On the other hand, whatever it is that is of concern to you now, after you're dead you won't care.

Another angle to pursue: After you die, your possessions will not be enshrined in a glass dome in place. Someone will have to deal with it and there are legal requirements for looking for a will or instructions, etc. You don't need a lawyer to prepare a will. There are forms for a valid will online and you could even just write one out long hand stating your intentions. (BTW, you want that in hard copy form, not on your computer--nobody will be able to access it on your computer without your logon and likely would not think to try.)

Don't worry about whether the will is valid. You would be using it primarily to convey information (the encryption key). Even if the will was to be contested, that would, at worst, just delay delivery of the key. If that is the only document stating your intentions, it would be honored to the extent that the provisions do not violate the law unless it is contested. In that case, only the contested elements would normally be delayed.
 


seekermeister

Honorable Member
#11
Okay, but even if all that you have said would work, I don't know that it would work fast enough, because I know that the complex that I live in would dispose of my belongings within a week of my death, so that the apartment could be re-let to someone else. The items would end up either being scavenged by the complex staff, with what they didn't take being set out for other tenants to claim, and everything unclaimed or taken ending up in the dumpster.
 


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badrobot

Senior Member
#12
get the password inked to your body and tell that person that he can only find out what that password is when you are gone. :)
 


seekermeister

Honorable Member
#13
Tattoo... ugh!
 


#14
Okay, but even if all that you have said would work, I don't know that it would work fast enough, because I know that the complex that I live in would dispose of my belongings within a week of my death, so that the apartment could be re-let to someone else. The items would end up either being scavenged by the complex staff, with what they didn't take, being set out for other tenants to claim, and everything unclaimed or taken ending up in the dumpster.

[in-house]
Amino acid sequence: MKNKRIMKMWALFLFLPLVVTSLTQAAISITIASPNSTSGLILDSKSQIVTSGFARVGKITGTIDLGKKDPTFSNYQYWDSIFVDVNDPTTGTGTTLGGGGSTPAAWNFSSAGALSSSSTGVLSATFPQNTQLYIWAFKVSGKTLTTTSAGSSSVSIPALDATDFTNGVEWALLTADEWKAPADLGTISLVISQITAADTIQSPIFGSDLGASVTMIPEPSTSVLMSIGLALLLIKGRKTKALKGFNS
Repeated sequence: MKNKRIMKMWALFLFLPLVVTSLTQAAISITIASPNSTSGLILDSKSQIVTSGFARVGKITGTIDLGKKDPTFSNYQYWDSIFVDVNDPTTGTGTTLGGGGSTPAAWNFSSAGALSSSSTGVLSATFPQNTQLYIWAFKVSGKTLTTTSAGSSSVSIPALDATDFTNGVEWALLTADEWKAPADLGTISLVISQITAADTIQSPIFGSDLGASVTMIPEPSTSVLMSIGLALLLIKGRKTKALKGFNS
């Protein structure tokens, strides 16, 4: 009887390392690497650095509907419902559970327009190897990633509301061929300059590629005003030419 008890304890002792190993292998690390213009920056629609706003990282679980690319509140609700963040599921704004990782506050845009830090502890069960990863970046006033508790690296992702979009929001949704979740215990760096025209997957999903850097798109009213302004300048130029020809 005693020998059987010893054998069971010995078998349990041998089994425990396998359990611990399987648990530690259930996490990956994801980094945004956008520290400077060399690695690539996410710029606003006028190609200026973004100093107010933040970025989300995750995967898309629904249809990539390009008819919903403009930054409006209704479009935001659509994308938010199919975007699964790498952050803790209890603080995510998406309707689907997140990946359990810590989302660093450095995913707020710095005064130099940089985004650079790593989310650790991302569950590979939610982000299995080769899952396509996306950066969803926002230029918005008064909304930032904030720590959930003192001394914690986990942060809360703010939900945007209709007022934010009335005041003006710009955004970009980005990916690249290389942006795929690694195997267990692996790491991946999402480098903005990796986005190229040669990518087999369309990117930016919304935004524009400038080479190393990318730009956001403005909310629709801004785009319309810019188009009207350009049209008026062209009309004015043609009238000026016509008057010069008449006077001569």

For some reason, I'm envisioning the scene in Zorba the Greek where the old lady dies and all of the village women descend on her room like vultures.
 


seekermeister

Honorable Member
#15
Apropos.
 


seekermeister

Honorable Member
#17
Some people are easily amused.
 


badrobot

Senior Member
#18
I don't know if you are asking for suggestions or you just want to have an endless discussion. The only realistic option is thru lawyers. Don't worry if they take your belongings themselves. You won't have time to worry about it by then. Your goal is to get that password to the right person at the right time. This is not a Mission Impossible movie, This is real life. Call your lawyers. Tell them to get everything they want later as long as they do what you pay them to do. End of discussion. Unless you want to start talking McGyver stuff next because I have a good one. In real life, I do know someone who keeps a password between his toes.
 


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seekermeister

Honorable Member
#20
I don't know if you are asking for suggestions or you just want to have an endless discussion. The only realistic option is thru lawyers. Don't worry if they take your belongings themselves. You won't have time to worry about it by then. Your goal is to get that password to the right person at the right time. This is not a Mission Impossible movie, This is real life. Call your lawyers. Tell them to get everything they want later as long as they do what you pay them to do. End of discussion. Unless you want to start talking McGyver stuff next because I have a good one. In real life, I do know someone who keeps a password between his toes.
20 posts, half of which are mine...is that how you define endless? You seem somewhat intolerant of someone not readily accepting your advice.